Transport supply is commonly assessed in terms of the capacity of infrastructures. Although this dimension is suitable in a number of circumstances, particularly when a single mode is considered, the concept of transport supply must consider circumstances where several modes share the same infrastructure or where intermodalism is the core factor of transport supply.
- Modal competition. In modal competition, two modes (A and B) share the same transport infrastructures. Assuming that infrastructures are used to their full capacity, the total capacity (C) is a function of their common demand, T(A) plus T(B). This common demand is the outcome of the respective modal assignment, the shares of modes A and B. In this zero-sum environment, any change in the share of one mode will be done at the expense of the other. This issue is particularly prevalent at transport bottlenecks such as bridges where different modes, namely cars and trucks, are competing for the same fixed capacity, which often results in high congestion levels.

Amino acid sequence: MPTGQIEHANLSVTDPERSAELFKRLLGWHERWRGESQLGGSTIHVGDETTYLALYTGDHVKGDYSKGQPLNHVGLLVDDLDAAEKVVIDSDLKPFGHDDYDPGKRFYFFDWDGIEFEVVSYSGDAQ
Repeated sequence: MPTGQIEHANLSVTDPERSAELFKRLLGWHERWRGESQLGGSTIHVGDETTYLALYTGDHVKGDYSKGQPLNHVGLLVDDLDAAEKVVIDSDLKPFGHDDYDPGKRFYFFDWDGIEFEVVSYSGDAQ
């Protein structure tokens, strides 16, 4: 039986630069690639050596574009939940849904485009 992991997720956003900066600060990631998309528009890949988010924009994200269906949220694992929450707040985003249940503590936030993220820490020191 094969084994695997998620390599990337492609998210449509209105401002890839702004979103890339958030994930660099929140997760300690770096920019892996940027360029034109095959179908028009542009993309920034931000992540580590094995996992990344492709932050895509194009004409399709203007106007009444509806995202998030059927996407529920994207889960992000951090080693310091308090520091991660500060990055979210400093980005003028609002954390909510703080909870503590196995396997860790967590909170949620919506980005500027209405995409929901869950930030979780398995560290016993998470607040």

- Intermodal capacity. The capacity of two connected intermodal terminals is derived from the terminal with the lowest capacity. Two terminals (A and B) have respective capacities of C(A) and C(B). The maximum transport demand possible between them, T(AB), is equal to the capacity of the smallest terminal, C(B). This assumes that no other activity is taking place between other terminals. In reality, an intermodal terminal is connected with several other intermodal terminals, implying that the capacity is even lower. This issue is particularly prevalent for large port and airport facilities running close to capacity. Any additional service must be carefully considered in relation to the existing capacity.